This rugged national monument offers numerous opportunities for outdoor adventures, including canyoneering through narrow slot canyons, with the aid of ropes. You can get information on the best areas for canyoneering at the monument's visitor centers, but it cannot be emphasized too strongly that this is not the place for beginners. To put it bluntly, people die here and you don't want to be one of them.

Unless you are an expert at this specialized sport it is highly recommended that you go with an expert. One of the best is Rick Green, owner of Excursions of Escalante, 125 E. Main St. (P.O. Box 605), Escalante, UT 84726 (tel. 800/839-7567; Trips, which are available year-round, usually include four people with one guide, and all equipment is provided. In addition to canyoneering trips, the company offers day hiking and backpacking excursions, plus specialized tours. Day trips include lunch. Hiking trips cost $115 per person, canyoneering costs $135 to $150 per person, and a photo safari costs $155 per person. Overnight backpacking trips cost $225 to $250 per person per day, which includes practically everything you need, including food. Credit cards are not accepted; cash and checks are welcome. Excursions of Escalante also provides a flexible shuttle service; call for a quote.

Hiking, Mountain Biking & Horseback Riding


Located about 15 miles northeast of Escalante via Utah 12, the Calf Creek Recreation Area has a campground, a picnic area with fire grates and tables, trees, drinking water, and flush toilets. The tree-shaded picnic and camping area lies along the creek at the bottom of a high-walled, rather narrow rock canyon. The best part of the recreation area, though, is the moderately strenuous 5.5-mile round-trip hike to Lower Calf Creek Falls. A sandy trail leads along Calf Creek, past beaver ponds and wetlands, to a beautiful waterfall that cascades 126 feet down a rock wall into a tree-shaded pool. You can pick up an interpretive brochure at the trail head.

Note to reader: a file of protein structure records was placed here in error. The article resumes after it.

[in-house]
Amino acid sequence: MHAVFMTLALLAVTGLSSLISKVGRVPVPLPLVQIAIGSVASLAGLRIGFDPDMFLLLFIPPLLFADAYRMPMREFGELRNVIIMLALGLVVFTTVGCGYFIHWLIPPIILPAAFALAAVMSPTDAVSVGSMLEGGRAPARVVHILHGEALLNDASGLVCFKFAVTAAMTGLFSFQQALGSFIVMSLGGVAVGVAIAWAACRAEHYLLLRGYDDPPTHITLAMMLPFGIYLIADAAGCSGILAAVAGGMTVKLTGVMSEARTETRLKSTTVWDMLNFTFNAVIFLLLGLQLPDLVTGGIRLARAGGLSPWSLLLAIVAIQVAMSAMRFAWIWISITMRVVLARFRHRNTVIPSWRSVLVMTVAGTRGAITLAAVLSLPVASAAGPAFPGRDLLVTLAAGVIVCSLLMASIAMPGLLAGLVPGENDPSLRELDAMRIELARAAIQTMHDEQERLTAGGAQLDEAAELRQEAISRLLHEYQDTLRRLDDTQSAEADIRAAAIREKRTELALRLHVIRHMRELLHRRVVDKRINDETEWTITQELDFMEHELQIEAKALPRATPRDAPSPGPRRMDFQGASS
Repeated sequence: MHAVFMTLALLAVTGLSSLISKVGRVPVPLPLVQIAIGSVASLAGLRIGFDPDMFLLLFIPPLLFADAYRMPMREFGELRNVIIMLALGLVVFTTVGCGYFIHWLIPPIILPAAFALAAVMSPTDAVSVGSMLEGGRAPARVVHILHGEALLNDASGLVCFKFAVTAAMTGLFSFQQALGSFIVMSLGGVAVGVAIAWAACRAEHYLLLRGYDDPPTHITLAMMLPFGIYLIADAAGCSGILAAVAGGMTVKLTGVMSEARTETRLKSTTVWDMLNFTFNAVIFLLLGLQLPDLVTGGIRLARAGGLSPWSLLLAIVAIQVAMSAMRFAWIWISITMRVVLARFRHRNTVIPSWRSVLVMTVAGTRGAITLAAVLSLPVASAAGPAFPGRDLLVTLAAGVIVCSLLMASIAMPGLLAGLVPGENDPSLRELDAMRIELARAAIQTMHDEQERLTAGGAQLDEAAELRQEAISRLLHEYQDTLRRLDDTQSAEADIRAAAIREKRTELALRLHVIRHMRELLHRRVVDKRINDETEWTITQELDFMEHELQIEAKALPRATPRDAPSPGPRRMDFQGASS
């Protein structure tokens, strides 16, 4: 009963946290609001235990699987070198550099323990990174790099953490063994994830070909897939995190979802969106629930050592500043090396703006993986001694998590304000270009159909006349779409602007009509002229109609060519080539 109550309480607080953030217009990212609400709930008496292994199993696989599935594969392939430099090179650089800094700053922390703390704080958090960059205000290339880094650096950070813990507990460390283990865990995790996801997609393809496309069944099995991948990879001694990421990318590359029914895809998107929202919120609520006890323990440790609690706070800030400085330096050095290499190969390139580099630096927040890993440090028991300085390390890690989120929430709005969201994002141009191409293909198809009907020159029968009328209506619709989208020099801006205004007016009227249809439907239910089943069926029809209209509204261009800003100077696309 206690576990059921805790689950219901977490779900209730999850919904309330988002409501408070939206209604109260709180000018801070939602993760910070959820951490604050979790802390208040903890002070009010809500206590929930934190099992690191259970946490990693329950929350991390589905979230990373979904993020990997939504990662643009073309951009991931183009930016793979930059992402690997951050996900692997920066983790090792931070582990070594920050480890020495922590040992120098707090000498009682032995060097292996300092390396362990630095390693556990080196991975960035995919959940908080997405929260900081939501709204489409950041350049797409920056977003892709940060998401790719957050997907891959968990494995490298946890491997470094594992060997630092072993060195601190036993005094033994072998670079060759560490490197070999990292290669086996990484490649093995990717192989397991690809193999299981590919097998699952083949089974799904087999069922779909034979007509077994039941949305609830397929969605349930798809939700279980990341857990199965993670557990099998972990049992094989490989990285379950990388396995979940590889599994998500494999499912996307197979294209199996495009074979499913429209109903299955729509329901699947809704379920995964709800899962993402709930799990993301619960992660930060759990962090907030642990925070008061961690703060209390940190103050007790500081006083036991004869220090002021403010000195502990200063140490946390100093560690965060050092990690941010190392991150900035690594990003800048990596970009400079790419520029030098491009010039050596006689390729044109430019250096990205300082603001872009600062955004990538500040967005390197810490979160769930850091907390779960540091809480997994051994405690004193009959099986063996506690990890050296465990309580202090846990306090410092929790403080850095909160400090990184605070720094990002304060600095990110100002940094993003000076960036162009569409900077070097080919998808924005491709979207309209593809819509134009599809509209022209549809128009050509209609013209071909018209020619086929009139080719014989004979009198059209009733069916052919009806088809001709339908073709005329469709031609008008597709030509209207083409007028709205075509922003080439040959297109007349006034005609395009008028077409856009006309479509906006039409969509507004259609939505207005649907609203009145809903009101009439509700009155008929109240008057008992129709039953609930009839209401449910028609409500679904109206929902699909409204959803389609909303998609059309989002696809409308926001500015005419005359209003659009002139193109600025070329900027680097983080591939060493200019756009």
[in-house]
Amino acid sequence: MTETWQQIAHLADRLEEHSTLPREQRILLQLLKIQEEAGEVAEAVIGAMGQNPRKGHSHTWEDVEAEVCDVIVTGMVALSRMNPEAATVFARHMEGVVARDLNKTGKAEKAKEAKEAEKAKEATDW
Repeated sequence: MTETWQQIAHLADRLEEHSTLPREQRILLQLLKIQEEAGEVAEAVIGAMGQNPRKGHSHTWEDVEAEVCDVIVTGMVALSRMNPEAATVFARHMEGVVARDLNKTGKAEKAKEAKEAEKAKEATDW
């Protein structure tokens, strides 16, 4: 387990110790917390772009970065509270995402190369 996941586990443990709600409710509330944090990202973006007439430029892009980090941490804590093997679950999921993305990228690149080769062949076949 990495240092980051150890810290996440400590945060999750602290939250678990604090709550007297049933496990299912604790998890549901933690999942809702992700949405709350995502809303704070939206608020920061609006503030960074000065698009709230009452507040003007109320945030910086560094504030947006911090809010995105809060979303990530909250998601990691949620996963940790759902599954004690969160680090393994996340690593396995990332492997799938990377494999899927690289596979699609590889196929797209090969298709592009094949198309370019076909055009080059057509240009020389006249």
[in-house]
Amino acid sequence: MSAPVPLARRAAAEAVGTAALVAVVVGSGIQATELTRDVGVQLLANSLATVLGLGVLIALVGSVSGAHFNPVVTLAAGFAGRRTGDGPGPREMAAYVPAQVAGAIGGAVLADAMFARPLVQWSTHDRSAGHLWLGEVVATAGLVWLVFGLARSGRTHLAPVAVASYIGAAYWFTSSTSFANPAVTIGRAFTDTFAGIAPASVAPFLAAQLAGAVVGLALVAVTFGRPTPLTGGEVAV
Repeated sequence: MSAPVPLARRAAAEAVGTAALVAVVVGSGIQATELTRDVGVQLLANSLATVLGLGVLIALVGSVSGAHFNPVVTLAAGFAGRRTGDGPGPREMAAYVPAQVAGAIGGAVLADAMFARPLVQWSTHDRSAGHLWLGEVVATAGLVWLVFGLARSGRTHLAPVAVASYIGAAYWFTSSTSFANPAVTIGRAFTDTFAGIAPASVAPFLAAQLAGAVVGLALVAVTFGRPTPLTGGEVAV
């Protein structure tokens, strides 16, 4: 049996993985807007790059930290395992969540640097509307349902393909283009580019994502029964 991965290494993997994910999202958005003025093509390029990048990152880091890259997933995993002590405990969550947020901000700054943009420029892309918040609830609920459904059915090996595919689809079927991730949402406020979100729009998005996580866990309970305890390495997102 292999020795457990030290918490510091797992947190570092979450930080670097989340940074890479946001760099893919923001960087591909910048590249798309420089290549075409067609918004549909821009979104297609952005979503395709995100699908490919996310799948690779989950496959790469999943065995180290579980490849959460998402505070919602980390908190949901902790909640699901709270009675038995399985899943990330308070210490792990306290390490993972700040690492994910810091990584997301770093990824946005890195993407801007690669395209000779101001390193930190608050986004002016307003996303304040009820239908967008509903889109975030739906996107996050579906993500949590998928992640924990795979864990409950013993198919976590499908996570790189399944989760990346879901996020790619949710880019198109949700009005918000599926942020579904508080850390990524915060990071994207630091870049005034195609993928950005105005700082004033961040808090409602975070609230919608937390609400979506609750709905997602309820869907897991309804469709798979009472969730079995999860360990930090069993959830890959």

Although the Calf Creek Trail is the monument's only officially marked and maintained trail, numerous unmarked cross-country routes are ideal for hiking, mountain biking (on existing dirt roads only), and horseback riding. Hikers are advised to stop at one of the visitor centers to get recommendations on hiking routes and to purchase topographic maps. Hikers need to remember that this is wild country and can be hazardous. Rangers recommend carrying at least 1 gallon of water per person per day, and say that all water from streams should be treated before drinking. The potential for flooding is high, and hikers should check with the BLM before attempting to hike through the monument's narrow slot canyons, which offer no escape during flash floods. Other hazards include poisonous snakes and scorpions and, in the wetter areas, poison ivy. Slickrock, as the name suggests, is slippery, so hikers should wear sturdy hiking boots with traction soles.

Among the popular and relatively easy-to-follow hiking routes is the footpath to Escalante Natural Bridge; it repeatedly crosses the river, so be prepared to get wet up to your knees. The easy 2-mile (one-way) hike begins at a parking area at the bridge that crosses the Escalante River near Calf Creek Recreation Area, 15 miles northeast of the town of Escalante. From the parking area, hike upstream to Escalante Natural Bridge, on the south side of the river. The bridge is 130 feet high and spans 100 feet.


Also starting at the bridge parking area is a hike downstream to Phipps Wash. Mostly moderate, this hike goes about 1.5 miles to the mouth of Phipps Wash, which enters the river from the west. You'll find Maverick Natural Bridge in a north side drainage, and climbing up the drainage on the south side leads to Phipps Arch.

Hiking the national monument's slot canyons is very popular, but the importance of checking on flood potentials before starting out cannot be stressed enough. A sudden rainstorm miles away can cause a flash flood through one of the monument's narrow canyons, trapping hikers.

One challenging and very strenuous slot-canyon hike is through Peek-a-boo and Spooky canyons, which are accessible from the Hole-in-the-Rock Scenic Backway. Stop at the Escalante Interagency Office for precise directions.